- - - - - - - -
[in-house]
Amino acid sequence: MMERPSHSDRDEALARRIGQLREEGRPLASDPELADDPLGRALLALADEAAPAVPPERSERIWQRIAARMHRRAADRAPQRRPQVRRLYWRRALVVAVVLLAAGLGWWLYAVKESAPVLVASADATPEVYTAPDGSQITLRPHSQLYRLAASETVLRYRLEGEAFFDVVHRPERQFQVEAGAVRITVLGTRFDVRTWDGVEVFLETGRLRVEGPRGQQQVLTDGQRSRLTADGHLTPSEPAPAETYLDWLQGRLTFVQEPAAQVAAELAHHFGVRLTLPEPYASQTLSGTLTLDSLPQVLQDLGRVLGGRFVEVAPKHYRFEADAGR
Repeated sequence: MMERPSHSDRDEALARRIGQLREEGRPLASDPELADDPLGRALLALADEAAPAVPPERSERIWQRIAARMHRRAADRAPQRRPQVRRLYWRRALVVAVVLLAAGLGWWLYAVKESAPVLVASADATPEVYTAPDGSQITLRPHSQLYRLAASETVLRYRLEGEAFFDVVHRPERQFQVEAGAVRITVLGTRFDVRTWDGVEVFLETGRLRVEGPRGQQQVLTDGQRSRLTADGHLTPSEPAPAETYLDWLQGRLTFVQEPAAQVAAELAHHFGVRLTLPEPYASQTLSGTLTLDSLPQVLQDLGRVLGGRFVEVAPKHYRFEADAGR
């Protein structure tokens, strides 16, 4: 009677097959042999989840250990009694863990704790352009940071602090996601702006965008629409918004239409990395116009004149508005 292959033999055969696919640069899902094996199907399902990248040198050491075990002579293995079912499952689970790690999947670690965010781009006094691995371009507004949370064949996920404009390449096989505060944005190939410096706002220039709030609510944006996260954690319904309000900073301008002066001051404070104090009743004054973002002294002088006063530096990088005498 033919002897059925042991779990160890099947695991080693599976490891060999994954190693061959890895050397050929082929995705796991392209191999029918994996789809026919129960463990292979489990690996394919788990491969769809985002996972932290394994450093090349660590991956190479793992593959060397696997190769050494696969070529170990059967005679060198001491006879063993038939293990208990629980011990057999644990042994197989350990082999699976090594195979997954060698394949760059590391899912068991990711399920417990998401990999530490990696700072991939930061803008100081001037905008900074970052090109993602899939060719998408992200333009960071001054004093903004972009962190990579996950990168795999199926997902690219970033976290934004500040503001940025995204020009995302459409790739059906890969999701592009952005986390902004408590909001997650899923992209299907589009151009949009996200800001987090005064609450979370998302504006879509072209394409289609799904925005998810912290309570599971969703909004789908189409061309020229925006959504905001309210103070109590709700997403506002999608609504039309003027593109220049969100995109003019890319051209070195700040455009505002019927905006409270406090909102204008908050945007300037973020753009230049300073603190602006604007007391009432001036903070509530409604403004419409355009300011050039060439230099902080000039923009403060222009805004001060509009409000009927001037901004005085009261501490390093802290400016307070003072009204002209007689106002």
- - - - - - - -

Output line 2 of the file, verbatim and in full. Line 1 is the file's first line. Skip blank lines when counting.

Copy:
Amino acid sequence: MMERPSHSDRDEALARRIGQLREEGRPLASDPELADDPLGRALLALADEAAPAVPPERSERIWQRIAARMHRRAADRAPQRRPQVRRLYWRRALVVAVVLLAAGLGWWLYAVKESAPVLVASADATPEVYTAPDGSQITLRPHSQLYRLAASETVLRYRLEGEAFFDVVHRPERQFQVEAGAVRITVLGTRFDVRTWDGVEVFLETGRLRVEGPRGQQQVLTDGQRSRLTADGHLTPSEPAPAETYLDWLQGRLTFVQEPAAQVAAELAHHFGVRLTLPEPYASQTLSGTLTLDSLPQVLQDLGRVLGGRFVEVAPKHYRFEADAGR